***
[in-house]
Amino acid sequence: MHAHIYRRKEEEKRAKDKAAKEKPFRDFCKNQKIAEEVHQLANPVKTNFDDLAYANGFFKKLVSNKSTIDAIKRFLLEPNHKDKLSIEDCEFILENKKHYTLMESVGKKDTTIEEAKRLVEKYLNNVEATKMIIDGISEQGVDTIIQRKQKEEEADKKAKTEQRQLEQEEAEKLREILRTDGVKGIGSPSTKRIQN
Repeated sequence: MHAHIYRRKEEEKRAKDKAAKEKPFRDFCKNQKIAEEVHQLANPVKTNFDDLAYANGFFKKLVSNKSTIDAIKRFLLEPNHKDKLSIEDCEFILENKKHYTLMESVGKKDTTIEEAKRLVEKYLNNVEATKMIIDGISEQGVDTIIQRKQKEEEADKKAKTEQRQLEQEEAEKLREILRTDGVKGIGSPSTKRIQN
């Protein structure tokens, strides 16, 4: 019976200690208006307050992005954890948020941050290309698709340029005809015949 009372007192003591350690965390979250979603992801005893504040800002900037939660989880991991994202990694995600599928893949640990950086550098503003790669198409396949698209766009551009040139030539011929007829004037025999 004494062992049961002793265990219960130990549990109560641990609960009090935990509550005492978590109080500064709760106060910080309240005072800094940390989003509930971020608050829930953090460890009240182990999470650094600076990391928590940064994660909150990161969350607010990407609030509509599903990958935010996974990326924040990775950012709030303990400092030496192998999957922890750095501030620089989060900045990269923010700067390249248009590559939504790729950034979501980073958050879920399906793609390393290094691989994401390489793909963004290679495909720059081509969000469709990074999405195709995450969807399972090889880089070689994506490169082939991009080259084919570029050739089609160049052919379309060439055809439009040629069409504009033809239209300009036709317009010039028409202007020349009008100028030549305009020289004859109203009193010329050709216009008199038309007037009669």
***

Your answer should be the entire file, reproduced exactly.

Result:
[in-house]
Amino acid sequence: MHAHIYRRKEEEKRAKDKAAKEKPFRDFCKNQKIAEEVHQLANPVKTNFDDLAYANGFFKKLVSNKSTIDAIKRFLLEPNHKDKLSIEDCEFILENKKHYTLMESVGKKDTTIEEAKRLVEKYLNNVEATKMIIDGISEQGVDTIIQRKQKEEEADKKAKTEQRQLEQEEAEKLREILRTDGVKGIGSPSTKRIQN
Repeated sequence: MHAHIYRRKEEEKRAKDKAAKEKPFRDFCKNQKIAEEVHQLANPVKTNFDDLAYANGFFKKLVSNKSTIDAIKRFLLEPNHKDKLSIEDCEFILENKKHYTLMESVGKKDTTIEEAKRLVEKYLNNVEATKMIIDGISEQGVDTIIQRKQKEEEADKKAKTEQRQLEQEEAEKLREILRTDGVKGIGSPSTKRIQN
């Protein structure tokens, strides 16, 4: 019976200690208006307050992005954890948020941050290309698709340029005809015949 009372007192003591350690965390979250979603992801005893504040800002900037939660989880991991994202990694995600599928893949640990950086550098503003790669198409396949698209766009551009040139030539011929007829004037025999 004494062992049961002793265990219960130990549990109560641990609960009090935990509550005492978590109080500064709760106060910080309240005072800094940390989003509930971020608050829930953090460890009240182990999470650094600076990391928590940064994660909150990161969350607010990407609030509509599903990958935010996974990326924040990775950012709030303990400092030496192998999957922890750095501030620089989060900045990269923010700067390249248009590559939504790729950034979501980073958050879920399906793609390393290094691989994401390489793909963004290679495909720059081509969000469709990074999405195709995450969807399972090889880089070689994506490169082939991009080259084919570029050739089609160049052919379309060439055809439009040629069409504009033809239209300009036709317009010039028409202007020349009008100028030549305009020289004859109203009193010329050709216009008199038309007037009669």